From 2012 to 2014, Mortimer played MacKenzie McHale in 25 episodes of The Newsroom. This drama series was the brainchild of Aaron Sorkin, famed for his creation of West Wing (1996-2002) and A Few Good Men (1992). During her time on the show, Mortimer also starred in 12 episodes of the series Doll & Em. She wrote and created all 12 and served as an associate producer for one.

The next few years were relatively quiet for Mortimer. She appeared alongside Basil Hoffman in a segment of Rio, I Love You called  “La Fortuna” (2014). In 2015, she played Diane in the film Ten Thousand Saints and Olive in Ladygrey. Mortimer appeared in the 2016 sci-fi film Spectral and the short film Wig Shop, which she also produced.

Mortimer continued producing in 2017 with the short film Broken Night. She went on to act in The Sense of an Ending and The Party. Mortimer’s big break of 2017, though, was The Bookshop. She played the lead in this historical drama and received multiple award nominations.

Emily Mortimer Biography: Exclusive Interview on ‘The Bookshop,’  Independent Films

In September 2018, Mortimer sat down with uInterview to discuss The Bookshop. She described her character, Florence Green, as “a widow living in 1959 on the West Coast of England in a small town.”

According to Mortimer, the story begins when Florence decides to work in a bookshop. “It seems a very innocent idea, and one that shouldn’t cause much trouble,” Mortimer said. “But for some reason, the powers-that-be in the village … take it into their heads that they don’t want Florence to do this.”

Mortimer went on to explain Florence’s fight against the town superiors. According to the actress, Florence works so hard to open her bookshop because she “just doesn’t want to be told that she can’t do it.” The more often she is shut down by people in power, the harder she lobbies to open her business, becoming a “freedom fighter” of sorts.

This determination resonated with Mortimer as she compared herself to her character. “Once I get told no, I do get quite determined to convince whoever it is that are telling me ‘no’ otherwise,” she said. “Something in me decides I’m just going to just meet the challenge. So I definitely understand that part of Florence.”

Mortimer expanded this understanding to the greater indie film community. “I think anyone that tries to get an independent film made understands Florence on some level,” she told uInterview. “Understands the sort of daily acts of courage and determination in the face of massive opposition. The fortitude and resilience that’s required to get a small movie made like this makes one feel very sympathetic to Florence.”

Check out the full interview below.

Emily Mortimer Biography: Mary Poppins Returns, Oscars, Upcoming Projects

Mortimer didn’t slow down after The Bookshop. In 2018, she appeared in the films Head full of Honey and Write When You Can Get Work. She also produced To Dust and acted in the short film One Cambodian Family Please for My Pleasure.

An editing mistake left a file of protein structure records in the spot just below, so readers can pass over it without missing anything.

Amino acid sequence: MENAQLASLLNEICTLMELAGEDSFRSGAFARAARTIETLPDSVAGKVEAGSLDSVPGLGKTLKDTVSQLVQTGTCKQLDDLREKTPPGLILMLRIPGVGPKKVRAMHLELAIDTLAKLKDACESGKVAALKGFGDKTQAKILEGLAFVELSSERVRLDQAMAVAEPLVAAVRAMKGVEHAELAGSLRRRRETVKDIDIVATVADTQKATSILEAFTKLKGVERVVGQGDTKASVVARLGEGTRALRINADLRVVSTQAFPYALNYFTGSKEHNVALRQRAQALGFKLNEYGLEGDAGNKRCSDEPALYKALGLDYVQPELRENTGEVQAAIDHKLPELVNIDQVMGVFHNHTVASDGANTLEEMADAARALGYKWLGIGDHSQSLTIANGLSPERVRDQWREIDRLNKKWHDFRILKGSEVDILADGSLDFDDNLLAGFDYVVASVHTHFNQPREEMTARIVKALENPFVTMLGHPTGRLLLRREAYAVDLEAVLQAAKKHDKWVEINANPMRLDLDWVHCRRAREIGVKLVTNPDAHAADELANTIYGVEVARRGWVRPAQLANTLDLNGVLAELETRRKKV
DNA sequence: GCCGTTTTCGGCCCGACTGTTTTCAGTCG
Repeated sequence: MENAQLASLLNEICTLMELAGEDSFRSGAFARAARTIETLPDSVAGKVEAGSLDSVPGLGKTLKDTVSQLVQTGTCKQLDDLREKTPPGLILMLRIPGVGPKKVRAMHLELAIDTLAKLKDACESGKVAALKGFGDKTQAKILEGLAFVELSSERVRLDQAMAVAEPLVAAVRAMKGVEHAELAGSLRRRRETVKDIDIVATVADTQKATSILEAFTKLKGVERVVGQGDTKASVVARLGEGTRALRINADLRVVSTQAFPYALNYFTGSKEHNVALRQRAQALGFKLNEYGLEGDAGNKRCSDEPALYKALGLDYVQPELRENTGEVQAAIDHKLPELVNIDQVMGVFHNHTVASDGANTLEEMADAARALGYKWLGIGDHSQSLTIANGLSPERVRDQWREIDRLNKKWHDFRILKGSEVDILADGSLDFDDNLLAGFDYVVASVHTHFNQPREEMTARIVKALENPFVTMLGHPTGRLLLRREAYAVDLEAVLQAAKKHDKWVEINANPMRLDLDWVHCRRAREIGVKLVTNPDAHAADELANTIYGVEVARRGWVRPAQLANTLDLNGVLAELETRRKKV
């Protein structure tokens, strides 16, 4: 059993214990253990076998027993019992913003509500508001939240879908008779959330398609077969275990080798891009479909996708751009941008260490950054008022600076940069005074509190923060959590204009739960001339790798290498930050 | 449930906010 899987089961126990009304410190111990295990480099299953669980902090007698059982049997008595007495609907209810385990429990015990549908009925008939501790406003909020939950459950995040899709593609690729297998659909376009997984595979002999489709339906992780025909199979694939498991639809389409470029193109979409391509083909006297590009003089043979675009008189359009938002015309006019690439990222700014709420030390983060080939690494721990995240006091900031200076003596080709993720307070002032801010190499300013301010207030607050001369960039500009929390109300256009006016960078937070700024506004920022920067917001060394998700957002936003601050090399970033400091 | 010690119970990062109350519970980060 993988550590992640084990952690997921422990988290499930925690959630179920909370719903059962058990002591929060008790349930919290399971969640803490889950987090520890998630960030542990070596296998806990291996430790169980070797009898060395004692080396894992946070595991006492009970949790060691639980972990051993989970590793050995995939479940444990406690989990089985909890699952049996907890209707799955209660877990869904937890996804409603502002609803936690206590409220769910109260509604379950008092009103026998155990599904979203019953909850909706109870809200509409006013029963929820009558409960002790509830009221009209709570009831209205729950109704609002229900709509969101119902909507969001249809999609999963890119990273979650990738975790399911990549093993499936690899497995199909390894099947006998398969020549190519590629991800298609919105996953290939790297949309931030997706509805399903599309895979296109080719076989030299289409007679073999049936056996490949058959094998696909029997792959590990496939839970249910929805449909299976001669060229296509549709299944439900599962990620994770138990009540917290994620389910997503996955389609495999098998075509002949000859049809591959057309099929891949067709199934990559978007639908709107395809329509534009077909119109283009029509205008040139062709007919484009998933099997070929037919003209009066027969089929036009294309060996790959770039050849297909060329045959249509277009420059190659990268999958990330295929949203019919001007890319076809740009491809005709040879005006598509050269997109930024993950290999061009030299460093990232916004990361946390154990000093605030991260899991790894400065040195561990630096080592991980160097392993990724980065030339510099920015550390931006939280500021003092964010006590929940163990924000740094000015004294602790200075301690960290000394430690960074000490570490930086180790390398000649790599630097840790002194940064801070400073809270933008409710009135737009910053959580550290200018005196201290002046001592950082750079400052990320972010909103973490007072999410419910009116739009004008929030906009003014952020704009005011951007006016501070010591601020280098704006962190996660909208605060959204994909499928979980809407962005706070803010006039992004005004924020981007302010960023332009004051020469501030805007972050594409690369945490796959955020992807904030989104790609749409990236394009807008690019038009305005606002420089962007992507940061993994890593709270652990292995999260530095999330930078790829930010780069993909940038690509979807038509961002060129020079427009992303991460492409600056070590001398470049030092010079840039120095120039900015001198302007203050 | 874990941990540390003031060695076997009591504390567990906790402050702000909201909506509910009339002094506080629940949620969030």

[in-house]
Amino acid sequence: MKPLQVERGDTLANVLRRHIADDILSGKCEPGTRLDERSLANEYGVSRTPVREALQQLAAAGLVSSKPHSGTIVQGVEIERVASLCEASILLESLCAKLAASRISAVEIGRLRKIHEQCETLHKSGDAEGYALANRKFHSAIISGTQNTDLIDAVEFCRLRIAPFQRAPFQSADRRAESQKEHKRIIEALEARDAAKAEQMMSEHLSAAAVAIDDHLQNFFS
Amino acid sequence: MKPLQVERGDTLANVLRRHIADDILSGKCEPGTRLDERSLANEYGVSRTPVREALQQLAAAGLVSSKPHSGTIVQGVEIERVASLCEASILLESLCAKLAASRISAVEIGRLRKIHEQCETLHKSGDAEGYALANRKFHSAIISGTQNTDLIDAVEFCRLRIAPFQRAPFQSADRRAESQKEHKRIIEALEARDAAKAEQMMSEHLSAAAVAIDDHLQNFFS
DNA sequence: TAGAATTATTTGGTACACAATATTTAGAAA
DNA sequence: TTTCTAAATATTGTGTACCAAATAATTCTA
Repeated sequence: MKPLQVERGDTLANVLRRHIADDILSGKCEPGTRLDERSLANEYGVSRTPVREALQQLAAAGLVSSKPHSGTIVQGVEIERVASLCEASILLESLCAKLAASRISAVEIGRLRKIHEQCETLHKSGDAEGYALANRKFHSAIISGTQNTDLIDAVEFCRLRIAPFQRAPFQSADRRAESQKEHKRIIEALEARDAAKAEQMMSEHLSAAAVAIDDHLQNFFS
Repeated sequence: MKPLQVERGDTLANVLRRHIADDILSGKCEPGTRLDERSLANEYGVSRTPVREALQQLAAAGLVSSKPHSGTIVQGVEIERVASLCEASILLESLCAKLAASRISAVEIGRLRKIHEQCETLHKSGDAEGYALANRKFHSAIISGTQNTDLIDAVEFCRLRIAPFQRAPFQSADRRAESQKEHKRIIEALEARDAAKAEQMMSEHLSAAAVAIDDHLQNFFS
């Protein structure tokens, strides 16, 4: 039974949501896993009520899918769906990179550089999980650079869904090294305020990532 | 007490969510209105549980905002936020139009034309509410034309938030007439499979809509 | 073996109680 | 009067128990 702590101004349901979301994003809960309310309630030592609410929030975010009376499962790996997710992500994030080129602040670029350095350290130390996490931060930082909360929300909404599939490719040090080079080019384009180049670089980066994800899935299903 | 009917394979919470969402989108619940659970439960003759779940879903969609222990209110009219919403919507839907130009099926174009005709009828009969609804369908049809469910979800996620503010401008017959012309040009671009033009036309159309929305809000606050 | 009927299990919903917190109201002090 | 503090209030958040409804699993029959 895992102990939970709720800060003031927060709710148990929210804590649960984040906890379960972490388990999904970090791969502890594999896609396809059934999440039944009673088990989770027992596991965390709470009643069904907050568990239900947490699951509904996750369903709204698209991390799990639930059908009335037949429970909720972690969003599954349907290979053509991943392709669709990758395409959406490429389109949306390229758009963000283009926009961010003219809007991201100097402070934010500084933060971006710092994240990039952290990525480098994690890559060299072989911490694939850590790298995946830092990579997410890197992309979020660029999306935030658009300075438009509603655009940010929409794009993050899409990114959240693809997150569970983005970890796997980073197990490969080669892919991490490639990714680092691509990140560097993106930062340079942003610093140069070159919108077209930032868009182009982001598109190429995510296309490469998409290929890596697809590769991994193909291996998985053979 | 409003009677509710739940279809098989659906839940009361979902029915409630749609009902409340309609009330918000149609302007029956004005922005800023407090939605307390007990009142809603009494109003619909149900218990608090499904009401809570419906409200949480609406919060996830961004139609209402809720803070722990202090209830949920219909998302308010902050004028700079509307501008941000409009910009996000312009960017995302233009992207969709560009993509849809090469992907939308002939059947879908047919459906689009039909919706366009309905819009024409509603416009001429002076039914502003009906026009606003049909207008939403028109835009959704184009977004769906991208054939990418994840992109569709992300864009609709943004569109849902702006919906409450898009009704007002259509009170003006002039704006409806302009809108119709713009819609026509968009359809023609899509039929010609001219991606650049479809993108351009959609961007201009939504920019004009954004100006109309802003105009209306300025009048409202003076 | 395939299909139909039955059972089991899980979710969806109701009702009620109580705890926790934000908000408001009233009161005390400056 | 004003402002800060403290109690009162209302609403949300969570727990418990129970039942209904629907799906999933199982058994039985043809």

Mortimer’s biggest break of 2018, however, was Mary Poppins Returns. This blockbuster acted as the sequel to Julie Andrews’ 1965 classic, Mary Poppins. Mortimer played Jane Banks alongside Emily Blunt, Lin Manuel-Miranda, Colin Firth, Meryl Streep and Dick Van Dyke. The film was nominated for four Oscars and won numerous awards for its production and score. Mortimer performed the song “Nowhere to Go but Up” in both the movie and on an episode of the Nostalgia Critic series in 2019.

Mortimer has remained busy through the rest of 2019, appearing in the films Lost Holiday and Phil. She also played the characters Julia Price in Good Posture and Sarah in Mary. Mortimer currently has two projects in the post-production stage. One, the movie Relic, is set to release in 2020. The other is a TV series called Don’t Look Deeper with an unknown release date.

Emily Mortimer Biography: Personal Life, Dating History, Husband, Children

Mortimer has kept her dating life relatively under wraps, but two relationships stand out. Between 1997 and 1999, she dated British actor Paul Bettany of The DaVinci Code fame. The two appeared in the TV mini-series Coming Home together during their relationship.

Following their breakup, little is known about Mortimer’s love life until 2001, when she began dating actor Alessandro Nivola. They have been married since 2003 and have two children: Samuel John and May Rose. The family lives in Boerum Hill, Brooklyn, New York. 

Emily Mortimer Biography: Quotes

“Acting was something I pretended I didn’t want to do as I was growing up.”

“No matter how in-character actresses are in a film, the moment they take off their clothes, you start wondering about them as a person. You start checking them out, in a way. It’s a self-conscious moment for both the audience and for the actor and always, I think, slightly embarrassing.”

“The preparation for a film is so ephemeral and hard — you’re lucky if you get a day of rehearsal or a chat with the director or actors on set. You really don’t know what to do. Accents are very tangible, blessedly, and if you have to do one, it’s a way of getting into character. I can read it through a few times and pretend I know what I’m doing!”